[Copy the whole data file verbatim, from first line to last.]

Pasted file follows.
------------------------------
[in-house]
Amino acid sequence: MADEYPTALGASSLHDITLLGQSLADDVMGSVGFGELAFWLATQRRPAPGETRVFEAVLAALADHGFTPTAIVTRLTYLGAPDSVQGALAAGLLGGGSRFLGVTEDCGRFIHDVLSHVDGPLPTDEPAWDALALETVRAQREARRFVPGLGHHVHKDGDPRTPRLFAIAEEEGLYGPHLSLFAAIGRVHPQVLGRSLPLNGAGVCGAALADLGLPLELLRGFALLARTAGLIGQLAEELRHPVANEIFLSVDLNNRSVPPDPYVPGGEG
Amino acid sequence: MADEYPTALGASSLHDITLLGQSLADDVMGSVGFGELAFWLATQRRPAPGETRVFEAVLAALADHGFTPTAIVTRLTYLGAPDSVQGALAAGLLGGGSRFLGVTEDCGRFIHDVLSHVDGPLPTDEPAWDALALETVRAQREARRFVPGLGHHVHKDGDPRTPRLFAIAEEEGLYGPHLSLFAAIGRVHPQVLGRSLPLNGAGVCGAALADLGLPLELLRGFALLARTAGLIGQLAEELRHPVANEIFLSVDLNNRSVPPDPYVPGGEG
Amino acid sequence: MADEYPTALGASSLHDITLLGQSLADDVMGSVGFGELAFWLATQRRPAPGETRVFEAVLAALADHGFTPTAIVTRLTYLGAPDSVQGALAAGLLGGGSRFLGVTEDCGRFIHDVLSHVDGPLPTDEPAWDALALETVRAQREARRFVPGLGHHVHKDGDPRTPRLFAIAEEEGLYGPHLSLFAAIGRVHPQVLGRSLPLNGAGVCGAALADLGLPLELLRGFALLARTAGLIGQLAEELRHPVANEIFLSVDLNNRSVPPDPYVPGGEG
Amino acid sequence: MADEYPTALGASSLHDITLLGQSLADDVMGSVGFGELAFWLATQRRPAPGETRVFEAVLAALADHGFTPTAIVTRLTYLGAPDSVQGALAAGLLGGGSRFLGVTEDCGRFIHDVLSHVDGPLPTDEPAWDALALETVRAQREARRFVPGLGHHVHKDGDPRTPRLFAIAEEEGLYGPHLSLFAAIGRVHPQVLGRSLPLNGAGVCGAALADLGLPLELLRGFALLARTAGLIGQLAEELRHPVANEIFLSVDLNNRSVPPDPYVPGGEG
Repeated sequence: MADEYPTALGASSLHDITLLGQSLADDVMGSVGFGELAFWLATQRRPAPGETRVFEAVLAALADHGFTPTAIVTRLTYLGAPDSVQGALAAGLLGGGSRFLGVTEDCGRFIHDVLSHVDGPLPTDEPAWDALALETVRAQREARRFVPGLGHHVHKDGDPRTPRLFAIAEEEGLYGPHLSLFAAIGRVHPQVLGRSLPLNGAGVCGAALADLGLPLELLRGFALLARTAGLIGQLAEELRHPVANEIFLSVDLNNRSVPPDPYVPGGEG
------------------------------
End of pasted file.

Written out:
[in-house]
Amino acid sequence: MADEYPTALGASSLHDITLLGQSLADDVMGSVGFGELAFWLATQRRPAPGETRVFEAVLAALADHGFTPTAIVTRLTYLGAPDSVQGALAAGLLGGGSRFLGVTEDCGRFIHDVLSHVDGPLPTDEPAWDALALETVRAQREARRFVPGLGHHVHKDGDPRTPRLFAIAEEEGLYGPHLSLFAAIGRVHPQVLGRSLPLNGAGVCGAALADLGLPLELLRGFALLARTAGLIGQLAEELRHPVANEIFLSVDLNNRSVPPDPYVPGGEG
Amino acid sequence: MADEYPTALGASSLHDITLLGQSLADDVMGSVGFGELAFWLATQRRPAPGETRVFEAVLAALADHGFTPTAIVTRLTYLGAPDSVQGALAAGLLGGGSRFLGVTEDCGRFIHDVLSHVDGPLPTDEPAWDALALETVRAQREARRFVPGLGHHVHKDGDPRTPRLFAIAEEEGLYGPHLSLFAAIGRVHPQVLGRSLPLNGAGVCGAALADLGLPLELLRGFALLARTAGLIGQLAEELRHPVANEIFLSVDLNNRSVPPDPYVPGGEG
Amino acid sequence: MADEYPTALGASSLHDITLLGQSLADDVMGSVGFGELAFWLATQRRPAPGETRVFEAVLAALADHGFTPTAIVTRLTYLGAPDSVQGALAAGLLGGGSRFLGVTEDCGRFIHDVLSHVDGPLPTDEPAWDALALETVRAQREARRFVPGLGHHVHKDGDPRTPRLFAIAEEEGLYGPHLSLFAAIGRVHPQVLGRSLPLNGAGVCGAALADLGLPLELLRGFALLARTAGLIGQLAEELRHPVANEIFLSVDLNNRSVPPDPYVPGGEG
Amino acid sequence: MADEYPTALGASSLHDITLLGQSLADDVMGSVGFGELAFWLATQRRPAPGETRVFEAVLAALADHGFTPTAIVTRLTYLGAPDSVQGALAAGLLGGGSRFLGVTEDCGRFIHDVLSHVDGPLPTDEPAWDALALETVRAQREARRFVPGLGHHVHKDGDPRTPRLFAIAEEEGLYGPHLSLFAAIGRVHPQVLGRSLPLNGAGVCGAALADLGLPLELLRGFALLARTAGLIGQLAEELRHPVANEIFLSVDLNNRSVPPDPYVPGGEG
Repeated sequence: MADEYPTALGASSLHDITLLGQSLADDVMGSVGFGELAFWLATQRRPAPGETRVFEAVLAALADHGFTPTAIVTRLTYLGAPDSVQGALAAGLLGGGSRFLGVTEDCGRFIHDVLSHVDGPLPTDEPAWDALALETVRAQREARRFVPGLGHHVHKDGDPRTPRLFAIAEEEGLYGPHLSLFAAIGRVHPQVLGRSLPLNGAGVCGAALADLGLPLELLRGFALLARTAGLIGQLAEELRHPVANEIFLSVDLNNRSVPPDPYVPGGEG